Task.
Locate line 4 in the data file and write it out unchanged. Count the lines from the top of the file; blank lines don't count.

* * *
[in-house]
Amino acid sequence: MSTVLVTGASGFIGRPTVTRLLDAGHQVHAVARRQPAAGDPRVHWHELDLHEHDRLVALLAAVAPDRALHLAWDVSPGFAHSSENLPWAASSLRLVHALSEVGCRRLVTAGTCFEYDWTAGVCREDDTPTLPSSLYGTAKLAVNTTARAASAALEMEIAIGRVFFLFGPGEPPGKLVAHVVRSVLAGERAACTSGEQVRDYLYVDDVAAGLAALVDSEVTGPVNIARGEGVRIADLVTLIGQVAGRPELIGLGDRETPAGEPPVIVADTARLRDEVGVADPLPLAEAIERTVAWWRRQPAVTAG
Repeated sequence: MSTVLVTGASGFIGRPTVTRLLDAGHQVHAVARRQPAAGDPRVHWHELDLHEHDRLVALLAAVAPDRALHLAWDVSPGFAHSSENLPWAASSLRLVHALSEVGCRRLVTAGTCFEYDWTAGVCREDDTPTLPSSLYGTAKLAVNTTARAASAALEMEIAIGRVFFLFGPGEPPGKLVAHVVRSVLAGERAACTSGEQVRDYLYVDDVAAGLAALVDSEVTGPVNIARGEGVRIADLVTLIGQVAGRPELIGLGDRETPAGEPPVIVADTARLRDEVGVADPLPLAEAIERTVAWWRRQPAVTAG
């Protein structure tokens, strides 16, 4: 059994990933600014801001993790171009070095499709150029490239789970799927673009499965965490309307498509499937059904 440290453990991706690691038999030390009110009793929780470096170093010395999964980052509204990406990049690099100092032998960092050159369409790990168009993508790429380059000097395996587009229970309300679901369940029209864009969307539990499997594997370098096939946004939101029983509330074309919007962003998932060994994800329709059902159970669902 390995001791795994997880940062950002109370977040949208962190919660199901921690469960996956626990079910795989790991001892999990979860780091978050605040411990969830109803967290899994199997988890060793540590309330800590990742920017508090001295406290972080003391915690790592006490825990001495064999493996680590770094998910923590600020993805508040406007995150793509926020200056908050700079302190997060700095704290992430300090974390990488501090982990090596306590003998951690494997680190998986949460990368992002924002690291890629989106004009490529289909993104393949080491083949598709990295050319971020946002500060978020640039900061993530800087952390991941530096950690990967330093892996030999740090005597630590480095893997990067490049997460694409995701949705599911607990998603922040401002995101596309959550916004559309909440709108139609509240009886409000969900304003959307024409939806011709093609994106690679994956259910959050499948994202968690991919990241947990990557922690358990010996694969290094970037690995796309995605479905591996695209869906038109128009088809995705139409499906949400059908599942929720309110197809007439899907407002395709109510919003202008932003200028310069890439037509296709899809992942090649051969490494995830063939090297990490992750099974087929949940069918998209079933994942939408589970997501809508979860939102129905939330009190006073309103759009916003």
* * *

């Protein structure tokens, strides 16, 4: 059994990933600014801001993790171009070095499709150029490239789970799927673009499965965490309307498509499937059904 440290453990991706690691038999030390009110009793929780470096170093010395999964980052509204990406990049690099100092032998960092050159369409790990168009993508790429380059000097395996587009229970309300679901369940029209864009969307539990499997594997370098096939946004939101029983509330074309919007962003998932060994994800329709059902159970669902 390995001791795994997880940062950002109370977040949208962190919660199901921690469960996956626990079910795989790991001892999990979860780091978050605040411990969830109803967290899994199997988890060793540590309330800590990742920017508090001295406290972080003391915690790592006490825990001495064999493996680590770094998910923590600020993805508040406007995150793509926020200056908050700079302190997060700095704290992430300090974390990488501090982990090596306590003998951690494997680190998986949460990368992002924002690291890629989106004009490529289909993104393949080491083949598709990295050319971020946002500060978020640039900061993530800087952390991941530096950690990967330093892996030999740090005597630590480095893997990067490049997460694409995701949705599911607990998603922040401002995101596309959550916004559309909440709108139609509240009886409000969900304003959307024409939806011709093609994106690679994956259910959050499948994202968690991919990241947990990557922690358990010996694969290094970037690995796309995605479905591996695209869906038109128009088809995705139409499906949400059908599942929720309110197809007439899907407002395709109510919003202008932003200028310069890439037509296709899809992942090649051969490494995830063939090297990490992750099974087929949940069918998209079933994942939408589970997501809508979860939102129905939330009190006073309103759009916003």